December  is a month of darkness, hearth sides, magic.  It's a time to tell tales and imagine what else might exist in the cold.   Gnomes, trolls, fairies made of snow flakes - imps that write on our attic windows while we sleep - as the lights come on, all those things might be true - out there - in the dark.

My favorite fairy tale - East of the Sun, West of the Moon - takes place in the winter and stars a polar bear, a peasant girl and trolls.  Just about perfect.   The link will lead you to 44 retellings of this story.

Another winter story that haunts me is the Cinderella-like folktale The Twelve Months or Strawberries in the Snow.   Marushka - and her name varies in the retellings - lives with her aunt and cousins (or sisters and stepmother) - and is treated cruelly.  She is sent out in the dead of winter to find fresh strawberries.  (One link will lead you to Rafe Martin's retelling; the other, to a whole Pinterest page of illustrations.)

Winter tales belong to the D'Aulaires.  Their books are full of creatures and mythology of the North.  Scratchy colorful paintings offer stories of strange beings like ...trolls.  Look for their books at your public library.    Whenever I think of winter fairytales, Ingri and Edgar Parin D'Aulaire spring to mind.

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3. Books of December - Kindness (Candlewick - Publisher Spotlight)

Today in my inbox, Candlewick sent me a little post on Bob Graham's books that promote kindness.  Kindness is in short demand these days, even now, during the holiday season.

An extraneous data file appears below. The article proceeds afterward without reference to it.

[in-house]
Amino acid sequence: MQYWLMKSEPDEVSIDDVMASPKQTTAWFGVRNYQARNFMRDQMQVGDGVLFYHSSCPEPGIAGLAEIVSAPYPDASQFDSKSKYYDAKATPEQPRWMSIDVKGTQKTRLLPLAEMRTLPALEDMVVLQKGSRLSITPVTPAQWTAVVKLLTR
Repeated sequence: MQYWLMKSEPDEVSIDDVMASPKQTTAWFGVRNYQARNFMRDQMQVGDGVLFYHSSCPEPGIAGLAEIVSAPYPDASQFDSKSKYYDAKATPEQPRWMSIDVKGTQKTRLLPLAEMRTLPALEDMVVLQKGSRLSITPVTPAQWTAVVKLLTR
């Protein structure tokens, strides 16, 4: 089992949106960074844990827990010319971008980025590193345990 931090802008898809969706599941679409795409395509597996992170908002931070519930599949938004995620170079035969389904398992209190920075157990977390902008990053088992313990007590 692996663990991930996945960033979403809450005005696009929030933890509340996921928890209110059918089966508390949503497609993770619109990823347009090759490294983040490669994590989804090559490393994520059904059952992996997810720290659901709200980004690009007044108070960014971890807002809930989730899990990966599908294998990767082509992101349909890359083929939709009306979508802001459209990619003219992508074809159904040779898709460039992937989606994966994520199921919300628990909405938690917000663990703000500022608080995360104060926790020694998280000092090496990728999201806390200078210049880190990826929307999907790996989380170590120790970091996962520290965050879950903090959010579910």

Candlewick Press concentrates on books for young readers.  

Here's a little more about Bob Graham.

One Winter's Day by M. Christina Butler.  Hedgehog must find a new home.  Along the way, he discovers friends who are even colder than he is.  Adorable pictures, simple words tell the story of kindness repaid.

The Most Perfect Snowman by Chris Britt.  Drift, one of the first snowmen of the winter has been thrown together and forgotten.  Then, he gets everything he dreams of, scarf, hat, gloves.  When a terrible storm blows in, Drift has to decide... does he keep his wonderful gifts or share them with others?

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4. Books of December - Look What's New!

Kwame Alexander has penned a book with two other poets, Chris Colderley and Marjorie Wentworth, titled Out of Wonder: Poems Celebrating Poets.  The three write poems in the style of - and to honor - their favorite poets.  The book is so pretty, with illustrations by Ekua Holmes.

Soooooooo PRETTY!


I learned about it on Shelf Awareness, one of those book industry websites that keep my mouth watering with notices like this one right here.

Iceling by Sasha Stephenson sounds like the beginning of a beautiful YA sci-fi series.  Lorna's father, a scientist, has rescued several children from the Arctic Ocean.  Lorna calls them "icelings".  None of them talk.  But Callie, an iceling who has fits, is Lorna's favorite.  Callie appears to love Lorna, too.  Then Callie's fits get worse and she draws a place she has never been.  Lorna and Callie set out on a road trip.  Oooh!

Five Days of Famous by Alyson Noel.  Nick Dashaway should really be famous - he is THAT cool and smart.  So he enters a  talent show, hosted by a teen heartthrob, which he hopes is his ticket to stardom.  Things don't go the way Nick is sure they should and his loyal, though less-than-cool friend, Plum, bakes him a consolation cupcake.  Poof!  It's ma-a-a-gi-i-i-c!  And Nick gets EVERYTHING he's always wanted.  Read the title.  Right.  I suspect that Nick's behavior while lucky is less than stellar.  I also suspect his friends don't really care.  Set during the holidays, this looks like a fun middle school read.